Social isolation: A conceptual and measurement proposal – new working paper by Zavaleta, Samuel & Mills
A paper by OPHI researchers Diego Zavaleta, Kim Samuel and China Mills titled  ‘Social isolation: A conceptual and measurement proposal’  argues that existing research in several fields provides solid ground for a common concept and indicators that measure specific aspects of social isolation. OPHI Working Paper 67 argues the importance of understanding the role of social isolation in people’s experience of poverty, and of constructing a basic, internationally comparable indicator. The paper adds to the debate in three ways: firstly, by presenting a working definition of social isolation; secondly, by emphasizing the relevance of isolation in poverty analysis; and thirdly, by proposing indicators to measure social connectedness which could be incorporated into a multi-topic household survey. [OPHI Working Paper 67]

Multidimensional Targeting and Evaluation – new working paper by Robano and Smith
‘Multidimensional Targeting and Evaluation: A General Framework with an Application to a Poverty Programme in Bangladesh’,  by Virginia Robano and Stephen C. Smith, proposes multidimensional indicators to assess the outcomes of poverty programmes. Many poverty, safety net, training, and other social programmes use multiple screening criteria to determine eligibility. OPHI Working Paper 65 applies recent advances in multidimensional measurement analysis to develop a straightforward method for summarising changes in groups of eligibility (screening) indicators. The authors also examine impacts on other multidimensional poverty measures that address key participant deficits. The methods are applied to an ultra-poverty programme run by the non-governmental organisation BRAC in Bangladesh. [OPHI Working Paper 65]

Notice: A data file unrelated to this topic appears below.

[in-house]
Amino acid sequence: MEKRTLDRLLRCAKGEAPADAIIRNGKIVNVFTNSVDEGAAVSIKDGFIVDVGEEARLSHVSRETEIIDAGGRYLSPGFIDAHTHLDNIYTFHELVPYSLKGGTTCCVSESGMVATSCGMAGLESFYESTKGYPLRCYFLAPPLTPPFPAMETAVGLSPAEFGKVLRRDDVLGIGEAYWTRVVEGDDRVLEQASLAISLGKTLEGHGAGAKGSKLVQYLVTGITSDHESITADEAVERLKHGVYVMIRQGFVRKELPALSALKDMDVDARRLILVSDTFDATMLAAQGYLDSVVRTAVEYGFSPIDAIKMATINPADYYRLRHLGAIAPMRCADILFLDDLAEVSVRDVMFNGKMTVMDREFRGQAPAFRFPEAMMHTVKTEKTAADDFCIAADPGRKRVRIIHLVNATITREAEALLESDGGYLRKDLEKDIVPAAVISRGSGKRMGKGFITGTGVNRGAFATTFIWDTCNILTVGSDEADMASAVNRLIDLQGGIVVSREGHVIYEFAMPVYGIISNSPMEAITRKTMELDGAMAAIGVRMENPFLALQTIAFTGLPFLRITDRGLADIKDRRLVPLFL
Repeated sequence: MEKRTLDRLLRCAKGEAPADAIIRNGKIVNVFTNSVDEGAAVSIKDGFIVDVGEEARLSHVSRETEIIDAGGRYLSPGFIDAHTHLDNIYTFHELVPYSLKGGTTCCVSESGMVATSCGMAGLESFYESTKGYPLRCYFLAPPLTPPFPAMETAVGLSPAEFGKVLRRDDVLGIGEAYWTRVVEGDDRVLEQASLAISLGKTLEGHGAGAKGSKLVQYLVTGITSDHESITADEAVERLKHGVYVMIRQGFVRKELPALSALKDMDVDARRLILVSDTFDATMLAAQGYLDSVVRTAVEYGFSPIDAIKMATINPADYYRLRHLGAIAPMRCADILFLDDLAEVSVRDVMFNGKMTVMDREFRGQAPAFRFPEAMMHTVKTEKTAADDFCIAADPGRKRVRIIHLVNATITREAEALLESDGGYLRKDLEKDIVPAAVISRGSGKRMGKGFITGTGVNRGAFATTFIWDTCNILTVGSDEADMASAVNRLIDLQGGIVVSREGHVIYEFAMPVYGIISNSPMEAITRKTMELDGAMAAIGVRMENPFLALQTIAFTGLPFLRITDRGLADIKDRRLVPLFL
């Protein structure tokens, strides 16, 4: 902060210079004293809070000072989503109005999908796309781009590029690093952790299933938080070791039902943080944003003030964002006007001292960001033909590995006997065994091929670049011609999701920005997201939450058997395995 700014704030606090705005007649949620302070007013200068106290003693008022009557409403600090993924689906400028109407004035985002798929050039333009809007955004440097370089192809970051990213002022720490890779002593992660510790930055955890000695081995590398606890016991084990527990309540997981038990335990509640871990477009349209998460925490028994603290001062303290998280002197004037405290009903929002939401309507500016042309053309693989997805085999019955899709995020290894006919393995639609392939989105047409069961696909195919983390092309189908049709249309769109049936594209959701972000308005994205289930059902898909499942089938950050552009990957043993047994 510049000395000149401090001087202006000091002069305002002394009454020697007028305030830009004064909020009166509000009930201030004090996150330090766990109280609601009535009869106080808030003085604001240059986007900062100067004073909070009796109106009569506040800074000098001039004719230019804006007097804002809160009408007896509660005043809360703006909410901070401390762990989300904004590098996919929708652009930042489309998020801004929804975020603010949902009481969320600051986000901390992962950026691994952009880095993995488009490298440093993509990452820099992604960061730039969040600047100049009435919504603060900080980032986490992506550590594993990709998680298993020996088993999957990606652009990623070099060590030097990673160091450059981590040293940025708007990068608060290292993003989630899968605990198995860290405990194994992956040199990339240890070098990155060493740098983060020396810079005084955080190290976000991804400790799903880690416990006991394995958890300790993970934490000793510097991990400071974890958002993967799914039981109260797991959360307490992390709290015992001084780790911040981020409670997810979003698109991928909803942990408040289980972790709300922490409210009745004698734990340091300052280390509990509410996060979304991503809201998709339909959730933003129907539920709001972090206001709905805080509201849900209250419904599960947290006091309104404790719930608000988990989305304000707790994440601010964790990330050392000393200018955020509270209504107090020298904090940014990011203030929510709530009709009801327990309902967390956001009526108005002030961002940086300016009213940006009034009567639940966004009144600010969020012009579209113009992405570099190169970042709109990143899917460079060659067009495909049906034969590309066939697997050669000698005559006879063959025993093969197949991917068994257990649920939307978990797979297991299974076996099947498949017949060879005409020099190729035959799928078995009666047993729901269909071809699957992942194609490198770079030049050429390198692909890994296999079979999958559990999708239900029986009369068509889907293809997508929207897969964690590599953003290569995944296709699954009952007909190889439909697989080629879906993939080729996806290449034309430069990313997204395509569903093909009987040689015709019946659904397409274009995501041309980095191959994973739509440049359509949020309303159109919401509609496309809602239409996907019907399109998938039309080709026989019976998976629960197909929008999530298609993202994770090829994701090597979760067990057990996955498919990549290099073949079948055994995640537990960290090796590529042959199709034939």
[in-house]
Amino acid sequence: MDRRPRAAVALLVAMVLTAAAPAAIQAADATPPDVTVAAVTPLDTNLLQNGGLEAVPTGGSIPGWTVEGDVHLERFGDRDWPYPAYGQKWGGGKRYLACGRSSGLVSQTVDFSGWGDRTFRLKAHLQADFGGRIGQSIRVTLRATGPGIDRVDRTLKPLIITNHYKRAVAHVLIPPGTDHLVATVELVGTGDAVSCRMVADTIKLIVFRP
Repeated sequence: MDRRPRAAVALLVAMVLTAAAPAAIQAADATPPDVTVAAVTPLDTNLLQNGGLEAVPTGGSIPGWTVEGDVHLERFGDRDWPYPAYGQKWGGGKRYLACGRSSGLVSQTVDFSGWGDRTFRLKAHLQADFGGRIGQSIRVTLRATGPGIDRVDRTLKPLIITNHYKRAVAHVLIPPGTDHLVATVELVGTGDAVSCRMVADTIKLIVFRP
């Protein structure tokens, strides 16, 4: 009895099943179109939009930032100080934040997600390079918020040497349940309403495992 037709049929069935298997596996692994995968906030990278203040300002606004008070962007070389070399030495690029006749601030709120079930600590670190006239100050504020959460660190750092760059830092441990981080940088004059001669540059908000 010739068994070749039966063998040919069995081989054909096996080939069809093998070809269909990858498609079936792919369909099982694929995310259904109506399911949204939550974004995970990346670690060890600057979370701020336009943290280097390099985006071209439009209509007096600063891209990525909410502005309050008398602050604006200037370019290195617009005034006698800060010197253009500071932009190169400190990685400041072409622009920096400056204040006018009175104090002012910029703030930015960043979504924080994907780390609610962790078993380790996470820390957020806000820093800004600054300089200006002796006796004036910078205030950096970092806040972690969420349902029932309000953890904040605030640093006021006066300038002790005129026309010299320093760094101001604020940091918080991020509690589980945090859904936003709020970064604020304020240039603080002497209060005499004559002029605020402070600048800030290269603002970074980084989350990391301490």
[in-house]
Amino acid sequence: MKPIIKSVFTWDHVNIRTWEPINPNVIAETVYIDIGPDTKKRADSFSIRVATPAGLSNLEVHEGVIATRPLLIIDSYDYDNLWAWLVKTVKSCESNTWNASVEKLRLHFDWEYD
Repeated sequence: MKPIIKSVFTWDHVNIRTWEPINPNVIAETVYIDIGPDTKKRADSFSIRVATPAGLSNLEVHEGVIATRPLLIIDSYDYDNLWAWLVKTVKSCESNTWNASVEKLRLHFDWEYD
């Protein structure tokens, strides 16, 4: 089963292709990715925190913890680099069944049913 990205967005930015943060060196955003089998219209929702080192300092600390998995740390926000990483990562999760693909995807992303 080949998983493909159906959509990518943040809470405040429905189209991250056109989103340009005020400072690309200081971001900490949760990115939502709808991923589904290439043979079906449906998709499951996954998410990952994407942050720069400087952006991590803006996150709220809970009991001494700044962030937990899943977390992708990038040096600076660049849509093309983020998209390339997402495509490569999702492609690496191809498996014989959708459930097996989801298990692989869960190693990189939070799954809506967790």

Young Lives publishes a working paper on ‘Decomposing Multidimensional Poverty Dynamics’ by OPHI’s Apablaza and Yalonetzky
paper  by OPHI Research Associates Mauricio Apablaza and Gaston Yalonetzky has been published as a working paper by  Young Lives, an international study of childhood poverty led by a team at Oxford University’s Department for International Development. ‘Decomposing Multidimensional Poverty Dynamics’ proposes a novel decomposition of changes in multidimensional poverty, as measured by the basic members of the Alkire Foster family of measures. The method works for any type of dataset; and, in the case of panel datasets, it is useful for relating changes in these Alkire Foster measures to transitions into and out of multidimensional poverty. Published as  Young Lives Working Paper 101, the paper is an initial attempt to build a bridge between the literatures of poverty dynamics and multidimensional poverty measures. [Young Lives Working Paper 101 ...]

Gender Inequality in Multidimensional Welfare Deprivation in West Africa – new working paper by Agbodji, Batana and Ouedraogo
OPHI Working Paper 64, by Akoété Ega Agbodji, Yélé Maweki Batana and Dénis Ouedraogo, explores ‘Gender Inequality in Multidimensional Welfare Deprivation in West Africa: The Case of Burkina Faso and Togo’ Unlike other gender poverty studies, which are mostly based on monetary measurement, the study employs a counting approach to examine gender issues in Burkina Faso and Togo using household surveys. Focusing on six dimensions (housing, basic utilities, assets, education, employment and access to credit) largely recognized as MDG targets, the main findings of the study indicate that, overall, individuals are most deprived in education in Burkina Faso, while the reverse situation is true in Togo. Gender inequality is observed in all. [OPHI Working Paper 64 ]